Belgians still going abroad ‘are taking a risk,’ Crisis Centre warns
Monday, 17 August 2020
People who are still planning on travelling abroad this summer should realise that, in the current circumstances, they are always taking a risk, the National Crisis Centre stressed during a press conference on Monday.
The authorities are calling on all travellers returning to Belgium now that the summer holidays are coming to an end to assume their responsibilities in the interests of public health.
“The number of coronavirus cases across Europe is still increasing, and there is a real chance that the colour code of your holiday destination will change during your stay,” spokesperson Yves Stevens said. “Realise that, in the current circumstances, you are always taking a risk.”
“We ask everyone to rigorously comply with the measures in place, and to prevent the further spread of the virus,” Stevens said.
The colour codes of certain regions can change depending on the evolution of the pandemic. “This can happen very quickly, like it did last week for certain regions in Spain and Romania,” he said.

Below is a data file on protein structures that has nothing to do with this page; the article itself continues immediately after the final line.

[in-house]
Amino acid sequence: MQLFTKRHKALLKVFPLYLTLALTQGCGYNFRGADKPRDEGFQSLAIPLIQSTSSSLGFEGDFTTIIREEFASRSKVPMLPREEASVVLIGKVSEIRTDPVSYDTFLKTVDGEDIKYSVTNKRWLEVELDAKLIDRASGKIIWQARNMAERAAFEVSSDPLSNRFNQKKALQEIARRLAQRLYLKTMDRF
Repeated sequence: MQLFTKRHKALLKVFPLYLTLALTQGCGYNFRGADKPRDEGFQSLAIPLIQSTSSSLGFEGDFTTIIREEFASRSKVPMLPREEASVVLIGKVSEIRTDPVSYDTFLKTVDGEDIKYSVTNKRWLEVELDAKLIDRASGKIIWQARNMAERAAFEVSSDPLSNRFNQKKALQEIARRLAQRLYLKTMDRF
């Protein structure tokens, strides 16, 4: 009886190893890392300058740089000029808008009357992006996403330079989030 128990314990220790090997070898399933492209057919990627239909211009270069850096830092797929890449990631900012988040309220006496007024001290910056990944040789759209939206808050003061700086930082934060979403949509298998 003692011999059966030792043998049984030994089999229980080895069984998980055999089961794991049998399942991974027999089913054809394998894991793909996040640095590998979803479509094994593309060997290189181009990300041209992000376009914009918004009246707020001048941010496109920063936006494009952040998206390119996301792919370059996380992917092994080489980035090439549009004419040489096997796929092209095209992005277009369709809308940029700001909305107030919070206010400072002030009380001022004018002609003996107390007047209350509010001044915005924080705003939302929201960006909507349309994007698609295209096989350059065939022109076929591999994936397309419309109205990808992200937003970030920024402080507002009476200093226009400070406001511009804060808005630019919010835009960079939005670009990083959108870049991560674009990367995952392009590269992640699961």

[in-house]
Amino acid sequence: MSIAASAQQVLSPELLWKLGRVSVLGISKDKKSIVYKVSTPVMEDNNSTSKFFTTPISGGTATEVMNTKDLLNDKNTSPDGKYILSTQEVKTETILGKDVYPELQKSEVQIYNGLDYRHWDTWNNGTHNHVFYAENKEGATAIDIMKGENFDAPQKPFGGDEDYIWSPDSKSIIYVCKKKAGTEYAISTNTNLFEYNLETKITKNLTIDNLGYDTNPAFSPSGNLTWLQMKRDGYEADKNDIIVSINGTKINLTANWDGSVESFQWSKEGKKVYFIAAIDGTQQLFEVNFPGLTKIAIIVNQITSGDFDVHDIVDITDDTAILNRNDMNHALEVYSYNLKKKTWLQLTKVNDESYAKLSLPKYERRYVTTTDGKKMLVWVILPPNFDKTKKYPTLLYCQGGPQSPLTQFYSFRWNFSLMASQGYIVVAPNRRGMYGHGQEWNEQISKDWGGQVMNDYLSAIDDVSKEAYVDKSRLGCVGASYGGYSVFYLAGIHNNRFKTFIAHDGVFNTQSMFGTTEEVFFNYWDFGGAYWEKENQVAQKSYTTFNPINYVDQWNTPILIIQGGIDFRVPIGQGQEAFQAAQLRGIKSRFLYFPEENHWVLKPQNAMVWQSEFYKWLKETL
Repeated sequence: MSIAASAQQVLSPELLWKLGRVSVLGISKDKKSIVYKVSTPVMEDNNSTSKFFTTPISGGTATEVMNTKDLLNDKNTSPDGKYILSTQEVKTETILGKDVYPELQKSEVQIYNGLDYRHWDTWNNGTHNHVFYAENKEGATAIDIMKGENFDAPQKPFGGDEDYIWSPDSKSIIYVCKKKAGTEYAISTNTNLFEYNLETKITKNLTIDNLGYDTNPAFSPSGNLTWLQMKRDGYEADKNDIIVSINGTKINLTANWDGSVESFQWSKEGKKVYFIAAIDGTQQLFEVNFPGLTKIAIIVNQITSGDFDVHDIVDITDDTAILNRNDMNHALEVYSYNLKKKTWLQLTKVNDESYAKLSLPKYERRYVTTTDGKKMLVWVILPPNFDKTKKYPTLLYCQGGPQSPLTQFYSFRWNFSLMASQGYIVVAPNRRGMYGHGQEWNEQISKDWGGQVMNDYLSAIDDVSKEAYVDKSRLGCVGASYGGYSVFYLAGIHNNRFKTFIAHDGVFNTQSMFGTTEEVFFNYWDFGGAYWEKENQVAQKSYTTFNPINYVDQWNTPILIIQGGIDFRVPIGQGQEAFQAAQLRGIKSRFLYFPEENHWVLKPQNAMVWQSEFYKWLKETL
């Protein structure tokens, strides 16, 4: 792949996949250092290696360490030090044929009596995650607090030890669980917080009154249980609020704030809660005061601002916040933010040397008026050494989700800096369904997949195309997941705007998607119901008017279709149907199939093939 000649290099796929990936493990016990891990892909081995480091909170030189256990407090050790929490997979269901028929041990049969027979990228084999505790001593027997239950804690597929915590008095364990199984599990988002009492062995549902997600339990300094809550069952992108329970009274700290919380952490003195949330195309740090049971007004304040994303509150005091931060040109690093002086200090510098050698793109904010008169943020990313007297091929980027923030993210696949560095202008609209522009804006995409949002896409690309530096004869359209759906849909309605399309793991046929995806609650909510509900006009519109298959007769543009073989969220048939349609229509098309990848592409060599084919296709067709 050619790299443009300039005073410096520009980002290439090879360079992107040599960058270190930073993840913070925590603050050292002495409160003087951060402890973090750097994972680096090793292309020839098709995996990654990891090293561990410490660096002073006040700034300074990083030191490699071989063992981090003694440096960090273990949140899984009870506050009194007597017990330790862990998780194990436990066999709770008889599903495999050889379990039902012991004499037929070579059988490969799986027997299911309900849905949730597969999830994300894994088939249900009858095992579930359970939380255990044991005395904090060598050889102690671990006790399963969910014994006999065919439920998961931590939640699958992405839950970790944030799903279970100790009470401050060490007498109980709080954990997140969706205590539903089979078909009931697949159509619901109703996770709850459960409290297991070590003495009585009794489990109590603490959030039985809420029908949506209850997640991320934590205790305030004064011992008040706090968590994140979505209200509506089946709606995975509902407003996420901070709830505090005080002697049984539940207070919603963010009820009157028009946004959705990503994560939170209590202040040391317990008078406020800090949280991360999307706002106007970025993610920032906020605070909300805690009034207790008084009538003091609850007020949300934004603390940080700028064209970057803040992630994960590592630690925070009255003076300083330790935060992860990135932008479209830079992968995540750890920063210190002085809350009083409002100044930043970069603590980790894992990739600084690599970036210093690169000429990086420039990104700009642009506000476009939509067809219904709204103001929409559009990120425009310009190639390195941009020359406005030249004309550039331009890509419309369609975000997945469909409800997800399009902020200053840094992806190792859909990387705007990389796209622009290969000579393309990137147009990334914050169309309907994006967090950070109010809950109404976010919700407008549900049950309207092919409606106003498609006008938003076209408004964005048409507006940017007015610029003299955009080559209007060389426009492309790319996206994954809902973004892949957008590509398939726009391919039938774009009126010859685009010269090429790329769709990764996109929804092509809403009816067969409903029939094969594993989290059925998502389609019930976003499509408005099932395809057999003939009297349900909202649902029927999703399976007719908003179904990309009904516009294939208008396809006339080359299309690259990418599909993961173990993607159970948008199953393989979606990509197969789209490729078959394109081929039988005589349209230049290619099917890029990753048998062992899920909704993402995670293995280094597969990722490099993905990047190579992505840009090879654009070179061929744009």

A formal travel ban is still in place for all tourist and non-essential journeys to red zones. “For the sake of clarity, all countries outside the EU, the Schengen area and the UK are considered to be red zones, as well as a number of zones in Europe.”
Travellers who nevertheless return from such a red zone will be treated as high-risk contacts, and are obliged to follow the guidelines. “First, respect the quarantine requirement as soon as you get back. And second, contact your GP and mention your travel history for a test,” Stevens said.
People coming to Belgium from any zone, no matter the colour, need to fill out the Passenger Locator Form within 48 hours before arrival, for possible contact tracing.
“Additionally, check the colour code of the zone you are going to before you leave again. Once again: going to a red zone is not allowed,” Stevens said.
For orange zones, increased vigilance is necessary. “And some countries require extra measures, such as being able to show a negative test.”
“Abroad, as in Belgium, the six golden rules need to be respected as well,” Stevens added.